Every author has a story beyond the one that they put down on paper. The Barnes & Noble Podcast goes between the lines with today’s most interesting writers, exploring what inspires them, what confounds them, and what they were thinking when they wrote the books we’re talking about.
Our guest on today’s episode is the writer Karl Marlantes, who burst onto the literary scene in 2010 with his critically acclaimed, bestselling novel Matterhorn, the story of a company of soldiers who build, abandon and retake a firebase in Vietnam. He followed that with the bestselling nonfiction work What It is Like to Go to War. Now, Marlantes has returned to fiction with Deep River, drawing on his family’s own history as political refugees from their native Finland who made their way in the logging community of the Pacific Northwest at the turn of the 20th century. Deep River is a story of siblings, of family and survival, love and ambition set in a natural world of mythic grandeur. Marlantes talked with B&N’s Miwa Messer about the true stories that inspired this epic tale — but first, she asked him to go back in time to his unusual arrival on the publishing scene, after years of writing, with Matterhorn.
Karl Marlantes’s debut novel Matterhorn has been hailed as a modern classic of war literature. In his new novel, Deep River , Marlantes turns to another mode of storytelling—the family epic—to craft a stunningly expansive narrative of human suffering, courage, and reinvention.
In the early 1900s, as the oppression of Russia’s imperial rule takes its toll on Finland, the three Koski siblings—Ilmari, Matti, and the politicized young Aino—are forced to flee to the United States. Not far from the majestic Columbia River, the siblings settle among other Finns in a logging community in southern Washington, where the first harvesting of the colossal old-growth forests begets rapid development, and radical labor movements begin to catch fire. The brothers face the excitement and danger of pioneering this frontier wilderness—climbing and felling trees one-hundred meters high—while Aino, foremost of the books many strong, independent women, devotes herself to organizing the industry’s first unions. As the Koski siblings strive to rebuild lives and families in an America in flux, they also try to hold fast to the traditions of a home they left behind.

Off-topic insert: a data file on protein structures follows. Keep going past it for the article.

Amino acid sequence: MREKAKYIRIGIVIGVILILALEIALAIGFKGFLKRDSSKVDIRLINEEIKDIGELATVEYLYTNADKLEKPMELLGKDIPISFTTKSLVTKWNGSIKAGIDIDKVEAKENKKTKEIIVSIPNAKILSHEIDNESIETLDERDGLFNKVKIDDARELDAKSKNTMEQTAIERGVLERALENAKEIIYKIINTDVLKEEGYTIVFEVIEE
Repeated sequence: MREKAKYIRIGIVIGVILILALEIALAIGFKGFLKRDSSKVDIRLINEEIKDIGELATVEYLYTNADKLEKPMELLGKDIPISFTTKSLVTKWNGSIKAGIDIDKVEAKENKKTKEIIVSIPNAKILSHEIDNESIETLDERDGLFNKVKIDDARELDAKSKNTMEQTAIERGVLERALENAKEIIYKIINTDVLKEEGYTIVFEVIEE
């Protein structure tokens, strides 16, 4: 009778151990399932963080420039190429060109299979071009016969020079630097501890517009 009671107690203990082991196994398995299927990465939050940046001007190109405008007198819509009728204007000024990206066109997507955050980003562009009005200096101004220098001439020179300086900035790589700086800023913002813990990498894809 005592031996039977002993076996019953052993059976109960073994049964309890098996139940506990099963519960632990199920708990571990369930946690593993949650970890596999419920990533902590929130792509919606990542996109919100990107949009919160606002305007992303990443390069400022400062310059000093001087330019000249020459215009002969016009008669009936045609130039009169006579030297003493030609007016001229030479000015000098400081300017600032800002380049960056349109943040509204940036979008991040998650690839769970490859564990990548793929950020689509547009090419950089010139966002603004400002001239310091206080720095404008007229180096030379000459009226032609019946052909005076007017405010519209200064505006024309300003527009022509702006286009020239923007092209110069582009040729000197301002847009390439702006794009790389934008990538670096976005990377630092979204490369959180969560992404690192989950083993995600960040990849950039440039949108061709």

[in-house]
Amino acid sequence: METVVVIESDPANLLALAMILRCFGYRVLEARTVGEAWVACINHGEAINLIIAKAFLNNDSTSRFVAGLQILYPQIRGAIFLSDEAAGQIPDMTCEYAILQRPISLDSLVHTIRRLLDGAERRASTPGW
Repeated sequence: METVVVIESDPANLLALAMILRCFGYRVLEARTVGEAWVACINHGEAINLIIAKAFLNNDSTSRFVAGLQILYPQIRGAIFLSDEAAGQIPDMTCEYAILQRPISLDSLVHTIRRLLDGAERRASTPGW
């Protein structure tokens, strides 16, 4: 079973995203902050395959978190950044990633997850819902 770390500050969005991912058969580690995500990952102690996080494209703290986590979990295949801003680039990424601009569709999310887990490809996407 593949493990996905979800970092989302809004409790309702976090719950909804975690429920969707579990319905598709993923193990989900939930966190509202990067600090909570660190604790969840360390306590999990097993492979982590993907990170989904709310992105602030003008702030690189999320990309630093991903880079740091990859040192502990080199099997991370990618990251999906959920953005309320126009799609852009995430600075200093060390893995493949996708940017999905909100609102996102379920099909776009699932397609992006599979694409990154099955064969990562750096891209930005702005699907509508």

Layered with fascinating historical detail, this is a novel that breathes deeply of the sun-dappled forest and bears witness to the stump-ridden fields the loggers, and the first waves of modernity, leave behind. At its heart, Deep River is an ambitious and timely exploration of the place of the individual, and of the immigrant, in an America still in the process of defining its own identity.
Photo of Karl Marlantes (c) Devon Marlantes.